After this happened, I went into the configuration of the network firewall in front of our spam firewall and told it to drop connections from blissultra.com and newvega.com. Here’s the result. This is the hourly mail stats from our Barracuda. The blue is the “rate-controlled” rejected spam from the spam hosts.
You can almost hear the spam firewall going “Ahhh”.
Yesterday we exceeded our previous spam record by 20%. We received 58,000 spams yesterday. The scary part is that we only set the previous record six days earlier, at 48,000. I don’t think we can sustain that rate of increase for too long before our spam firewall melts. It’s still ticking over at less than 10% utilization, but who knows if there could be a rate that would be a tipping point, after which it would suddenly leap up to maximum utilization and stop keeping up.
The problem is the massive flood of spam coming from the domain name newvega.com. The spammers have recently added a new spamming source at blissultra.com. Today we’re getting hammered with about 12 to 15,000 per hour.
I just modified the firewall in front of the Barracuda to reject connections from blissultra.com and newvega.com. It’s already lightening the load on the Barracuda quite a bit.
Spammers can die in a fire, please.
Last night APEGGA hosted a “Science Night” at the kids’ school. We went and had fun watching the kids build tinfoil boats, paper airplance, electric motors, newspaper towers, and gak (some kind of slimy silly putty). We also got to watch interesting demos of the structural strength of eggs, the percussive power of baloons filled with hydrogen and oxygen, and the foaming power of baking soda. Mack particularly liked the explosions, and he also seemed fascinated by the minerals that the geologist guys had. Emily was more into the tinfoil boat building, and enjoying the demos with her classmates.
I secretly thought that the chemistry demo with the hydrogen balloons would have been more fun if the chemistry professor giving the demo had shown us how to generate and capture hydrogen at home for some home-based “experiments” since blowing stuff up at home is such good entertainment.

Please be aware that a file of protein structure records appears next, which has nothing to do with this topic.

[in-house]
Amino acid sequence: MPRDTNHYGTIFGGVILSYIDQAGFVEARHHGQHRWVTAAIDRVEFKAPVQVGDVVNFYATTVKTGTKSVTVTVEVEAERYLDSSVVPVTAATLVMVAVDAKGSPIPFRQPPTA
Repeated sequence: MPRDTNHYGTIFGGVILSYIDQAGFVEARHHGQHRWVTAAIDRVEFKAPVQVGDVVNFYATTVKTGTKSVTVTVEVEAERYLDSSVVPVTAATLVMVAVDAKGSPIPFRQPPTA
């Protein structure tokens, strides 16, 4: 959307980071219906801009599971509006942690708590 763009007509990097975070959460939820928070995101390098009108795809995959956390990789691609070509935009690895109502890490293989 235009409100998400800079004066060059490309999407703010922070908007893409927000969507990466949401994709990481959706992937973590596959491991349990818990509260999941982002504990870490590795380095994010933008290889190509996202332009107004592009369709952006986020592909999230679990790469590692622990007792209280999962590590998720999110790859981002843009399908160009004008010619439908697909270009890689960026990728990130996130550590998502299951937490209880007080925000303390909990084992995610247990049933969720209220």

It was so much fun that next year I think I might volunteer to man a table during National Engineering and Geoscience Week at some of the local schools.
A few weeks ago I cloned our entirely virtual Vision system into Engineering, and our DB / Analyst guy Bart and our accounting people went through a run-through of upgrading Vision from 4.1 to 5.1. They were pretty successful, and after doing a bunch of testing, they figured out which of our particular customizations would have to be tweaked to get working in 5.1, and declared themselves ready.
On Saturday night, I took a last backup of the whole virtual environment, and Sunday morning, Bart upgraded Vision to 5.1. He called me at the snowboard hill by 10:40 AM to let me know he was done and everything was back up and running. I love it when an upgrade goes off so well. We’ve been running on Vision 5.1 for a couple of days, and so far, so good.
Yesterday we set a new company record for incoming emails. We received 50,060 messages on Feb 21. Of those, 3701 were legitimate emails and the other 46,359 were spam and viruses. Over 19,000 came from one email address: Platinum_Partner_January@newvega.com. Note to spam harvester robots: Please harvest Platinum_Partner_January@newvega.com and spam the bejeezus out of it.
Throughout this barrage, our Barracuda spam firewall allowed a single message from Platinum_Partner_January@newvega.com to come through, and blocked the rest of the 19,000. Barracuda spam firewalls are worth their weight in bandwidth charges.
That is all.
I have a Thinkpad R40 that’s been kicking around since about mid 2004, I think. It’s been a great laptop. It’s rugged, speedy, reliable, runs Linux great, and even works with Solaris. I also love the superior keyboards of Thinkpads, being something of a keyboard snob. Sadly, something is wrong with the wired ethernet subsystem. I intermittently lose the wired ethernet connection. It happens in Windows, Linux, and Solaris, so it’s not a driver issue. It’s not just the port, because the problem occurs with the docking station too. The wireless adapter still works normally, but we don’t have wireless network access to our internal networks, so it’s tough to use it for work.
If I can’t figure out what’s going on with it, I will be sad to see the old workhorse go. Hopefully I can replace it with another Thinkpad, or dare I say it, a Macbook Pro (gasp).
Emily raised over $1200 in the Valentines Day Hair Massacure.
then with pink hair, which suits her surprisingly well,
then shaved! She has a nice round head.
I’m very proud of her.
Thanks so much to our many friends and family who generously donated. It goes to two great causes.